The indicator information has been shown as part of the moving part receiving area, but it is also recognized that this information could have been included outside the moving part receiving area.

The patent thus shows that by using the method shown, an indicator for a pill bottle may be incorporated at very low cost, the lowest cost being achieved when only one low cost part is added to an altered cap or bottle.

Patent Citations
Cited PatentFiling datePublication dateApplicantTitle
US493851 *Mar 21, 1893 Prescription-glass
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US2587147 *May 8, 1950Feb 26, 1952Evelyn ArnoldDose time indicator
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US5011032 *Feb 28, 1990Apr 30, 1991Rollman Bruce LPatient dosage regimen compliance bottle cap
Referenced by
Citing PatentFiling datePublication dateApplicantTitle
US5694882 *Jan 30, 1995Dec 9, 1997Marshall; Forrest A.Indicator
US5778818 *May 31, 1996Jul 14, 1998Marshall; Forrest A.Indicator
US5975010 *Dec 8, 1997Nov 2, 1999Marshall; Forrest A.Indicator
US5979698 *Feb 14, 1997Nov 9, 1999Deal; Richard E.Method and means for recording periodic medicinal dosages
US6032609 *Nov 10, 1997Mar 7, 2000Luoma; Van A.Dosage indicator medicine container
US6789497 *Apr 8, 2003Sep 14, 2004Edwin H. AikenIndicator for pill bottle
US6796267Dec 14, 2002Sep 28, 2004Dubarry SuzanneReminder for periodic tasks including taking medication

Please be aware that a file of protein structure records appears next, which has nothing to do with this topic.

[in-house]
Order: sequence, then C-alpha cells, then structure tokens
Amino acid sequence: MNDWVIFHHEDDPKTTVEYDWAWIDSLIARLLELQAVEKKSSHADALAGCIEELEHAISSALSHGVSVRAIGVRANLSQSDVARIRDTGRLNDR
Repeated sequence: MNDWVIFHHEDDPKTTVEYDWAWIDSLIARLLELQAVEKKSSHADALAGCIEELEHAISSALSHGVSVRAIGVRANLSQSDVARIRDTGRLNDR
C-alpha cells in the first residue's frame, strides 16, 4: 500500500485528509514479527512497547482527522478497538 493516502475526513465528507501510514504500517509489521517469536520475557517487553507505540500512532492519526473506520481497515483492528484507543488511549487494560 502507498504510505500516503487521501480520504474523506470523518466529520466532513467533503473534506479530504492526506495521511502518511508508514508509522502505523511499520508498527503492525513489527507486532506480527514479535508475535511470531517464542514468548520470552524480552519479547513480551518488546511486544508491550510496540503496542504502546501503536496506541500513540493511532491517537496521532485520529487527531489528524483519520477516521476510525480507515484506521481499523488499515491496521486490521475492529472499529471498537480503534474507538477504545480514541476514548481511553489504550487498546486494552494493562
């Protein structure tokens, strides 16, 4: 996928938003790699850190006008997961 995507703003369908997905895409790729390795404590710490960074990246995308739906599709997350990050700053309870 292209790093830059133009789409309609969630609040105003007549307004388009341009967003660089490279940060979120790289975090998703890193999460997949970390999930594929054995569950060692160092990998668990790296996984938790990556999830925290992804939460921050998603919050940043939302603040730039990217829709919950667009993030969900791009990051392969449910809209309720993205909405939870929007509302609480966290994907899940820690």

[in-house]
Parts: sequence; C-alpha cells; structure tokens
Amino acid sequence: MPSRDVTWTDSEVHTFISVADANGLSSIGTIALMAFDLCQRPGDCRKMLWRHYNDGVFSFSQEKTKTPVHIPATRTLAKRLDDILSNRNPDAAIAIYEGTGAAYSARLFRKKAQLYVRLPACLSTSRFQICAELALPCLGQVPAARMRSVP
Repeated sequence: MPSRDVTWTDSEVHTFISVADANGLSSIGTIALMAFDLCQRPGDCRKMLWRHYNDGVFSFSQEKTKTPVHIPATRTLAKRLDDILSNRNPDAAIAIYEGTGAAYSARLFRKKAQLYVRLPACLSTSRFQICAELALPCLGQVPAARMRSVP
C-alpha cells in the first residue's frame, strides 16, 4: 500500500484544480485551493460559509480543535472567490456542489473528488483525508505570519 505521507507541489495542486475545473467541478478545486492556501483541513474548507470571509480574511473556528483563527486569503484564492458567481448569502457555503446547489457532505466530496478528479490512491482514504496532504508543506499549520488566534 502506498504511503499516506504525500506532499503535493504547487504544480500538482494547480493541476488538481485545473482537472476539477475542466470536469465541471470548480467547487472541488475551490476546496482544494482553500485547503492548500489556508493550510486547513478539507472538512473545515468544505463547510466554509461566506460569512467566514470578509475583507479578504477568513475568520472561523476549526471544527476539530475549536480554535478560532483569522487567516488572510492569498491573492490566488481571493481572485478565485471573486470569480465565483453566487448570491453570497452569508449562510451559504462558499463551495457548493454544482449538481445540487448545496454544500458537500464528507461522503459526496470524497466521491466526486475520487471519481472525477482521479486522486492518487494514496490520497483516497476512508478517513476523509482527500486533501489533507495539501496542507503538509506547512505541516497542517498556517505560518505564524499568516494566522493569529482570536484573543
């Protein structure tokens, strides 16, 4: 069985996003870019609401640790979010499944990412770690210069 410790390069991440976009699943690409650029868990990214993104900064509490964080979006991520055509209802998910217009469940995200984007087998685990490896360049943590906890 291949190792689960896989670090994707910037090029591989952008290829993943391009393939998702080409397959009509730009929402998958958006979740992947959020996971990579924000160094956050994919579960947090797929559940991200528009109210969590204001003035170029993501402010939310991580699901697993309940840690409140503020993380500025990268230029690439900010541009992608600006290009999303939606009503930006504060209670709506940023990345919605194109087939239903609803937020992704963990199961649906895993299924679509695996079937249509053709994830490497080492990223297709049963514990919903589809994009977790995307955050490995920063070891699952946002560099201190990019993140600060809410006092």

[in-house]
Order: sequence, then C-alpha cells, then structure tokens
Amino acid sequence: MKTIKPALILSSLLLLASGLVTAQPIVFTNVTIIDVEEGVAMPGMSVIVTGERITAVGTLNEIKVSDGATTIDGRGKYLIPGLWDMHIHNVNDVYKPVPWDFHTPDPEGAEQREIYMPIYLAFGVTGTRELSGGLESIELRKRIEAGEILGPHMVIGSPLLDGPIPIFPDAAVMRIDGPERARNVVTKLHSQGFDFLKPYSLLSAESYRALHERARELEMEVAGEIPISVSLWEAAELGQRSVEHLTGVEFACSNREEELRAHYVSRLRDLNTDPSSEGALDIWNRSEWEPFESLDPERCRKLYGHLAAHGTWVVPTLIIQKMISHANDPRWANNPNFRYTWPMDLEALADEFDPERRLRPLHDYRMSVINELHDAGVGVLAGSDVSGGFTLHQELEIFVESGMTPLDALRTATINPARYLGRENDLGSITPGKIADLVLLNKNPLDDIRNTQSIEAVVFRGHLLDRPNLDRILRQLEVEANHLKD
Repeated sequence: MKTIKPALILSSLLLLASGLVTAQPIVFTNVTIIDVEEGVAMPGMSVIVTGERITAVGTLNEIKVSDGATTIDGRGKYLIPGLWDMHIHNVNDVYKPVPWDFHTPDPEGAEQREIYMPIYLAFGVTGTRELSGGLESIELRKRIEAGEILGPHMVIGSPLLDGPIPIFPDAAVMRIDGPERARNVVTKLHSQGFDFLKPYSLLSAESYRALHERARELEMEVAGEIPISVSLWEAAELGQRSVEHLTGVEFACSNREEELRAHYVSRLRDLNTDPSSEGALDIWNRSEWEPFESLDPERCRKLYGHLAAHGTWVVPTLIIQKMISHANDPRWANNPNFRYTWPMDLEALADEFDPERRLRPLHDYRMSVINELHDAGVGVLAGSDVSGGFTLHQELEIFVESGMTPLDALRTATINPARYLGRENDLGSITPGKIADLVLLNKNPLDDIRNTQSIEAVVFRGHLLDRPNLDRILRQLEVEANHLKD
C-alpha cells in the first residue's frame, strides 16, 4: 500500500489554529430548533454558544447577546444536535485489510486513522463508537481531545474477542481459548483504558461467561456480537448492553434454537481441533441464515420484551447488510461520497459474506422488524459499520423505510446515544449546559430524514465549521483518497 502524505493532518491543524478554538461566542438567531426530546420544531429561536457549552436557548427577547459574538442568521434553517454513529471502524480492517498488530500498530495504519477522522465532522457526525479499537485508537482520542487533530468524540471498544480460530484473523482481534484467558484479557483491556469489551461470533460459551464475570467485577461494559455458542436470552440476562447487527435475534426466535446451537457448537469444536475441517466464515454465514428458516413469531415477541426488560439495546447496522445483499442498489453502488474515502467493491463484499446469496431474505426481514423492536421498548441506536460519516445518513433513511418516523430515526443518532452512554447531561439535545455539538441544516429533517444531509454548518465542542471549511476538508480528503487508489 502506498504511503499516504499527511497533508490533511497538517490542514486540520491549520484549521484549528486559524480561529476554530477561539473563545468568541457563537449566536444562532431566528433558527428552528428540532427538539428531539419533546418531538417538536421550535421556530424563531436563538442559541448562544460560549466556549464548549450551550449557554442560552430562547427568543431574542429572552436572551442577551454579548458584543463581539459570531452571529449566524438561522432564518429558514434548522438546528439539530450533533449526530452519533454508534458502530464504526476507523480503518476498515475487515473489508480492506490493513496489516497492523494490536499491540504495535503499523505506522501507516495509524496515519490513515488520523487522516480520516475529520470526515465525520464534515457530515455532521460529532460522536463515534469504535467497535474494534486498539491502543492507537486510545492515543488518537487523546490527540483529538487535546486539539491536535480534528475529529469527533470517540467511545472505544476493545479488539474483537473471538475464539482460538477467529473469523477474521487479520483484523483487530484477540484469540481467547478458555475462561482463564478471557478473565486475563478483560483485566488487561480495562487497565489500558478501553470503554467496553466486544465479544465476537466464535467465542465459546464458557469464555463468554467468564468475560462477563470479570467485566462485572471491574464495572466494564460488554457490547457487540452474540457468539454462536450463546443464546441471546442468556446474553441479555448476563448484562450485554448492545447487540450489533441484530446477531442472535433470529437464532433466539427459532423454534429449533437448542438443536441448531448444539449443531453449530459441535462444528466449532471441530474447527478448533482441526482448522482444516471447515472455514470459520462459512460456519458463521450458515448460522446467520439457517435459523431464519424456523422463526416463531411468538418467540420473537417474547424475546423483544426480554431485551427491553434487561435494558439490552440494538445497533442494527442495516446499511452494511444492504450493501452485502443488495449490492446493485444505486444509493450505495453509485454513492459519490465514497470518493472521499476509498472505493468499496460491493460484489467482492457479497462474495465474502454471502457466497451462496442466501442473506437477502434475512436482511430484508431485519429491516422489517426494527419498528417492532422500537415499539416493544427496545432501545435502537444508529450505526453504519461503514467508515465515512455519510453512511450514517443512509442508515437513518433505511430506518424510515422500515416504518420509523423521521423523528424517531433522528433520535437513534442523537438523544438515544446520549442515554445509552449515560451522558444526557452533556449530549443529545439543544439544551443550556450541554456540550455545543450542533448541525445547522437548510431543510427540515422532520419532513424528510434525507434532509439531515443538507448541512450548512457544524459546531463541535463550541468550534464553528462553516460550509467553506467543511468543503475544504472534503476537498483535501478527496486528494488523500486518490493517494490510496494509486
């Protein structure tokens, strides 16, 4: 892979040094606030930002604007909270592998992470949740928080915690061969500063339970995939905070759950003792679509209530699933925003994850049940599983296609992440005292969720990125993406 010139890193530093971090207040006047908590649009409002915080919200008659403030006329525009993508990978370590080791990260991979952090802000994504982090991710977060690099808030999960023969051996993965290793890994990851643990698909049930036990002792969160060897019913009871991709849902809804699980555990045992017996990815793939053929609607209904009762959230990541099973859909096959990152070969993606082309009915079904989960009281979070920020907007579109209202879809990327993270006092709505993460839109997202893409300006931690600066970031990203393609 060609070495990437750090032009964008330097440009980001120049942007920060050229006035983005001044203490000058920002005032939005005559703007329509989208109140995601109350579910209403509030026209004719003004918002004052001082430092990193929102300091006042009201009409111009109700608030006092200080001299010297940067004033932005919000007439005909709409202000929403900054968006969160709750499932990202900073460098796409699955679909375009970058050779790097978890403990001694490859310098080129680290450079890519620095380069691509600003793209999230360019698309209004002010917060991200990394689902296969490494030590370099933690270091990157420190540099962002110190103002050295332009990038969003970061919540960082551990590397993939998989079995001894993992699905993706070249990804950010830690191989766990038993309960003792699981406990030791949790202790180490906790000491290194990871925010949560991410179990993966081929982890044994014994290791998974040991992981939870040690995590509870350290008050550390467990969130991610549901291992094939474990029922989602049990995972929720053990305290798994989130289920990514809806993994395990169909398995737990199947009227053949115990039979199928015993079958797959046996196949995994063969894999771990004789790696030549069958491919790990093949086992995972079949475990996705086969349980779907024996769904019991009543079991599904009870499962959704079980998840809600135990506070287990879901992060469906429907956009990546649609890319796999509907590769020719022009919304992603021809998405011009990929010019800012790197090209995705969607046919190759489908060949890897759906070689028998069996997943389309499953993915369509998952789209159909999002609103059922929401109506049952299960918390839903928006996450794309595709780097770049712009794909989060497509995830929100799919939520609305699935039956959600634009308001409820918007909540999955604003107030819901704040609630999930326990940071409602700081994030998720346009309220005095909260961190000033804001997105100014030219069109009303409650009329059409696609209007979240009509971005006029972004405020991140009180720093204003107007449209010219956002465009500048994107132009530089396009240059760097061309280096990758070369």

US7032535 *Jan 15, 2003Apr 25, 2006David HalsteadTracking device and method
US7081807Jan 14, 2004Jul 25, 2006Joseph LaiAutomatic pill reminder bottles
US7269476Dec 11, 2004Sep 11, 2007Nitesh RatnakarSmart medicine container
US9021981Sep 18, 2013May 5, 2015Daniela Raiti de BoylesPill reminder wheel
US9361780Mar 14, 2013Jun 7, 2016TimerCap, LLCDevice and method for recording and transmitting interval data from a container cap
US20030131781 *Jan 15, 2003Jul 17, 2003David HalsteadTracking device and method
US20040045856 *Sep 6, 2002Mar 11, 2004Rhoades Dean L.Container with extractable and retractable instructions
US20040045863 *Mar 27, 2003Mar 11, 2004Rhoades Dean L.Container with extractable and retractable instructions
US20040188998 *Jul 18, 2002Sep 30, 2004Henthorn David A.Drug calendar apparatus and method
US20050151625 *Jan 14, 2004Jul 14, 2005Joseph LaiApparatus to convert conventional bottles into user-friendly reminder bottles
US20060092275 *Oct 24, 2005May 4, 2006Cole Clair DTiming, photographing system
US20060124655 *Dec 11, 2004Jun 15, 2006Nitesh RatnakarSmart Medicine Container
US20070283878 *Jun 13, 2006Dec 13, 2007Will Peter GMagnetic dosing display
US20080222929 *Mar 14, 2007Sep 18, 2008The Procter & Gamble CompanyCleaning wipe container having content-specific display
USD739466 *May 14, 2013Sep 22, 2015Andrew StantonMedication reminder label
WO1996024122A1 *Jan 25, 1996Aug 8, 1996Marshall Forrest AIndicator for medication dispensing
U.S. Classification116/324, 116/321
International ClassificationG09F11/23
Cooperative ClassificationG09F11/23
European ClassificationG09F11/23
Legal Events
Jul 22, 1991ASAssignment
Effective date: 19910722
Jan 14, 1997REMIMaintenance fee reminder mailed
Jun 8, 1997LAPSLapse for failure to pay maintenance fees
Aug 19, 1997FPExpired due to failure to pay maintenance fee
Effective date: 19970611